French-language university research and publications facing limitations in Canada: study
A study released Monday concludes that numerous problems face French-speaking researchers in Canada, particularly those working in minority settings.
The university study, conducted with Acfas, an association that promotes research and innovation in the French-speaking world, points to a lack of support and recognition, heavier administrative and teaching duties as well as difficulties in organizing scientific events in French.
The research, titled 'A portrait of the challenges of French-language research in a minority context in Canada,' also points to the pressure to publish in English, the increasing use of English for grant applications and a disadvantage, in some cases, when applications are submitted in French.
In the francophone minority settings, where universities are smaller, teaching loads are often higher and access to teaching assistants and grant writing services is more difficult, reducing the time available to conduct research.
Respondents in the study said publications in French are less valued and have less impact on their career advancement.
Publications in the natural and health sciences are almost exclusively in English, while in the humanities and social sciences, English is gaining ground.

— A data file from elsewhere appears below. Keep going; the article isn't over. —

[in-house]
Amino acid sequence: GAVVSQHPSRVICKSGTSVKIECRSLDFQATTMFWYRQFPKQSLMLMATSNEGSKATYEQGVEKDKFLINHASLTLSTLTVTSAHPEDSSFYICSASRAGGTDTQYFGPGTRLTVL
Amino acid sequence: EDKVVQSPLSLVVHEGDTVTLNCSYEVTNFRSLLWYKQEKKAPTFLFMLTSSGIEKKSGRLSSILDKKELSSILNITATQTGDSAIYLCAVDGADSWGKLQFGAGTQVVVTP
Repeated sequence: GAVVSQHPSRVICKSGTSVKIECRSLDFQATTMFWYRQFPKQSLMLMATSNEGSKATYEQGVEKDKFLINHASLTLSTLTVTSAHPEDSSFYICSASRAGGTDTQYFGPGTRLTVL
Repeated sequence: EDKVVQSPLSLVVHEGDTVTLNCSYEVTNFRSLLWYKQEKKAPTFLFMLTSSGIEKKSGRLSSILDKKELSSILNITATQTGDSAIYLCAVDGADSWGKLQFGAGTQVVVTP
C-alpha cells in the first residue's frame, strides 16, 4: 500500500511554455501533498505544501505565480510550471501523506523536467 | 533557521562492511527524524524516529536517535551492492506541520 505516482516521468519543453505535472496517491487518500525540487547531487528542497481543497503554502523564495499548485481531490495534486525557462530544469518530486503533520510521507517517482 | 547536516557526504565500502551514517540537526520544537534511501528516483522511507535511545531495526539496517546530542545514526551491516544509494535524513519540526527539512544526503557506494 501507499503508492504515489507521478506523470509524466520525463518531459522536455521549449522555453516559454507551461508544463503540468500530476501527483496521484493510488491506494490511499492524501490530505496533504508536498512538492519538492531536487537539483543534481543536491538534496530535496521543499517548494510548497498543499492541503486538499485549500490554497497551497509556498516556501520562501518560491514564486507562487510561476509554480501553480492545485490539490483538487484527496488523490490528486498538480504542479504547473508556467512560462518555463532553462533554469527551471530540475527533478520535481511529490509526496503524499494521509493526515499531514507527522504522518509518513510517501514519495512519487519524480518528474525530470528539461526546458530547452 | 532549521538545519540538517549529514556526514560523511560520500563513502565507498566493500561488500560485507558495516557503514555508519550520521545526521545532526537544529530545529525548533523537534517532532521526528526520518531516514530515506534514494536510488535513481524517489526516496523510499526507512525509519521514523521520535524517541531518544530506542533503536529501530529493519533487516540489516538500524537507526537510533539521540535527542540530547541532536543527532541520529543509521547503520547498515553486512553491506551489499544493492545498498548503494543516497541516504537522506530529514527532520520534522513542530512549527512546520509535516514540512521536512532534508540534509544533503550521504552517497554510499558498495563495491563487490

In addition, about 90 per cent of new journals published in Canada since 2005 are in English, leaving very little room for bilingual and French-language journals.
The study states that French-speaking researchers who submit applications in French to the Canadian Institutes of Health Research are also at a disadvantage.
The study proposes nine recommendations to increase the value of francophone scientific production in Canada.
The main recommendation advocates for the creation of a French-language research assistance service to offer support and promote scientific production in French.
Other recommendations aim to help researchers or support universities and scholarly publishing bodies.
In an environment where English largely dominates, the authors of the study state the implementation of these recommendations is essential to maintain scientific production in French and make it accessible to the francophone population.
-- This report by The Canadian Press was first published in French on June 7, 2021.